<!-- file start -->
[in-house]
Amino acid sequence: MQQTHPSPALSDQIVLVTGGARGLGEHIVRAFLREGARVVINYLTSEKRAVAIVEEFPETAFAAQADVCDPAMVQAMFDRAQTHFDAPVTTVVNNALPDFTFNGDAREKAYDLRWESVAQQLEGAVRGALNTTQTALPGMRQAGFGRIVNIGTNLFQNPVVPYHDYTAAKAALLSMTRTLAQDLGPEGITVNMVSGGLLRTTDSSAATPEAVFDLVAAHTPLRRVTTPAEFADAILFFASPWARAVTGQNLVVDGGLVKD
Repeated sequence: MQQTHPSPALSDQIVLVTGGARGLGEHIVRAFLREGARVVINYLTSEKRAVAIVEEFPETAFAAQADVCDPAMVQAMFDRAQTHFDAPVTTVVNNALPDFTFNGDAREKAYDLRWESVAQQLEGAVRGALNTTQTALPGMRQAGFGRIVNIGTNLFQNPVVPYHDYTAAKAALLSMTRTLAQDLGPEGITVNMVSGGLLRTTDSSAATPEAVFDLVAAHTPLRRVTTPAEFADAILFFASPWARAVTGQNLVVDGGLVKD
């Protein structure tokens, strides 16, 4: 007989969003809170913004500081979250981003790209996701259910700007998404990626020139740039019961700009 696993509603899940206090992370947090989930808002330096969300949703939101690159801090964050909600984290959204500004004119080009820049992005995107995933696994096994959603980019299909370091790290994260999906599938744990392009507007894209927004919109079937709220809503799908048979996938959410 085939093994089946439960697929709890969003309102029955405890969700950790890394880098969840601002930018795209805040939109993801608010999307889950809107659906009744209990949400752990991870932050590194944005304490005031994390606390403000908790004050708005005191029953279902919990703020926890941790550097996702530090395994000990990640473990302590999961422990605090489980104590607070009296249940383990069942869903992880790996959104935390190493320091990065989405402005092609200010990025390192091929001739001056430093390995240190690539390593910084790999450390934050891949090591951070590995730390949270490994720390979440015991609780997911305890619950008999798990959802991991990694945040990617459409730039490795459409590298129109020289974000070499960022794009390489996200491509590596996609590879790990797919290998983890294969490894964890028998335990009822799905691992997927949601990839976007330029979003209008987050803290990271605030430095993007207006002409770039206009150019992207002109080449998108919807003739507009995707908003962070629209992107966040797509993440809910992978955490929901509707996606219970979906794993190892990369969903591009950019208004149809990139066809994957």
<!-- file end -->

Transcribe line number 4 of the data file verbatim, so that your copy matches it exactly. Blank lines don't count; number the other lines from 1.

């Protein structure tokens, strides 16, 4: 007989969003809170913004500081979250981003790209996701259910700007998404990626020139740039019961700009 696993509603899940206090992370947090989930808002330096969300949703939101690159801090964050909600984290959204500004004119080009820049992005995107995933696994096994959603980019299909370091790290994260999906599938744990392009507007894209927004919109079937709220809503799908048979996938959410 085939093994089946439960697929709890969003309102029955405890969700950790890394880098969840601002930018795209805040939109993801608010999307889950809107659906009744209990949400752990991870932050590194944005304490005031994390606390403000908790004050708005005191029953279902919990703020926890941790550097996702530090395994000990990640473990302590999961422990605090489980104590607070009296249940383990069942869903992880790996959104935390190493320091990065989405402005092609200010990025390192091929001739001056430093390995240190690539390593910084790999450390934050891949090591951070590995730390949270490994720390979440015991609780997911305890619950008999798990959802991991990694945040990617459409730039490795459409590298129109020289974000070499960022794009390489996200491509590596996609590879790990797919290998983890294969490894964890028998335990009822799905691992997927949601990839976007330029979003209008987050803290990271605030430095993007207006002409770039206009150019992207002109080449998108919807003739507009995707908003962070629209992107966040797509993440809910992978955490929901509707996606219970979906794993190892990369969903591009950019208004149809990139066809994957």